World Economic Forum showcases video depicting mining ecosystem, omits Bitcoin

World Economic Forum showcases video depicting mining ecosystem, omits Bitcoin

Climate change is one of the most important issues and threats of contemporary times. The UNEP Climate Synthesis report reiterates that humans are responsible for all global heating over the past 200 years leading to a current temperature rise of 1.1°C above pre-industrial levels. Cryptocurrencies are accused at regular intervals for carbon emissions caused during mining.

The World Economic Forum (WEF) is one of the major organizations working against climate change recently posted a Two minutes long video admiring Crusoe, a company with a mission to eliminate routine flaring of natural gas and reduce the cost of cloud computing. In the video post by the WEF the images and visuals showcased efforts of the company towards reducing flaring. Flaring is generally a common practice near oil fields and processing plants across the world, with companies burning off gas that is generated as a byproduct during various processes involved in oil exploration and extraction.

It is important to note here that Crusoe Energy system is a Colorado based energy company that performs Bitcoin mining. It is remarkable to see the images used in the video appeared similar to the crypto mining system, however, surprisingly the WEF nowhere used the word Bitcoin. In June 2022, Crusoe Energy partnered with the government of Oman — a country that exports 21% of its gas production and seeks zero gas flaring by 2030.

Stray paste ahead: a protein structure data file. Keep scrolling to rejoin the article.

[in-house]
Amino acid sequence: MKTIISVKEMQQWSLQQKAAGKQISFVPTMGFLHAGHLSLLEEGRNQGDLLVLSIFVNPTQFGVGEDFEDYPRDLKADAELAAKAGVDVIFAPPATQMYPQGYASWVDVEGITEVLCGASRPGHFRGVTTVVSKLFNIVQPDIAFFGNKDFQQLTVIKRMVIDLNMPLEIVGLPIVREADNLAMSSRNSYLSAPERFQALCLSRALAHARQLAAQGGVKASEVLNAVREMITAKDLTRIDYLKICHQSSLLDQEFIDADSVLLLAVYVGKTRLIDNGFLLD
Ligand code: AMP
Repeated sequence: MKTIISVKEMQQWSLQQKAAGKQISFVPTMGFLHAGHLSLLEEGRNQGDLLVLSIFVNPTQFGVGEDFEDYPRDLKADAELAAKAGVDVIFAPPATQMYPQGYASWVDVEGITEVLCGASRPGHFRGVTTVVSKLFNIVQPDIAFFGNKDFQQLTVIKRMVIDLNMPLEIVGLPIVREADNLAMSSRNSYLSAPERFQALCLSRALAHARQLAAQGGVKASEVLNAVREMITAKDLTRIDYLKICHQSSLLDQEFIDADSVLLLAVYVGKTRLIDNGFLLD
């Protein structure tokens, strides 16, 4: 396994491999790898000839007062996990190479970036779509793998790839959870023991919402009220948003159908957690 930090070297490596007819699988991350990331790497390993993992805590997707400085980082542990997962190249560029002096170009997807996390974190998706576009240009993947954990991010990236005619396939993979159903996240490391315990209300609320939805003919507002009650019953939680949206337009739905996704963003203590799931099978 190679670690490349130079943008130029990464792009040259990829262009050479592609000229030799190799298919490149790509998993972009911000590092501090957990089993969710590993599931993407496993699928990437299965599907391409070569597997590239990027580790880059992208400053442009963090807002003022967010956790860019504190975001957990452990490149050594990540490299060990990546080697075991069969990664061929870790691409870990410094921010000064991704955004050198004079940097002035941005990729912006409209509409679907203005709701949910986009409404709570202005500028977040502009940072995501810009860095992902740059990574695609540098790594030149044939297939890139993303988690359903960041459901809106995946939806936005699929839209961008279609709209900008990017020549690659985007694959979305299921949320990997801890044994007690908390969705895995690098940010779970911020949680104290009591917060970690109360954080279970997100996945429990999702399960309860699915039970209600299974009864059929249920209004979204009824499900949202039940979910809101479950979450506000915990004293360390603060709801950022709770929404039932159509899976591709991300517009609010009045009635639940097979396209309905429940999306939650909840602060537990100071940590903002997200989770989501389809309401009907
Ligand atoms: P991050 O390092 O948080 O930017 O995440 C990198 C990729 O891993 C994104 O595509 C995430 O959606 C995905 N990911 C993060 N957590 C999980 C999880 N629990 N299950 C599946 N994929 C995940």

This two minutes long video invited a throng of miners on Twitter announcing this as an acceptance of cryptocurrencies. For example MicroStrategy co-founder Michael Saylor tweeted that “even the WEF is recognizing the environmental benefits of Bitcoin Mining.”

Meanwhile, Kristine Cranley, a director at the advocacy group the Texas Blockchain Council, tweeted that the video didn’t once mention “the b word”: Bitcoin.

Crusoe energy, builds, operates and manages mobile and modular data centers that help in performing the process. The company catches waste methane to power data centers then co locate on location with these waste sources of energy. The company later uses the waste methane streams to power mobile modular data centers. Thus, leading to dual benefits, firstly, massive emission reduction of methane that is one of the most potential greenhouse gas. Secondly, it helped in establishing a low-cost computing infrastructure.

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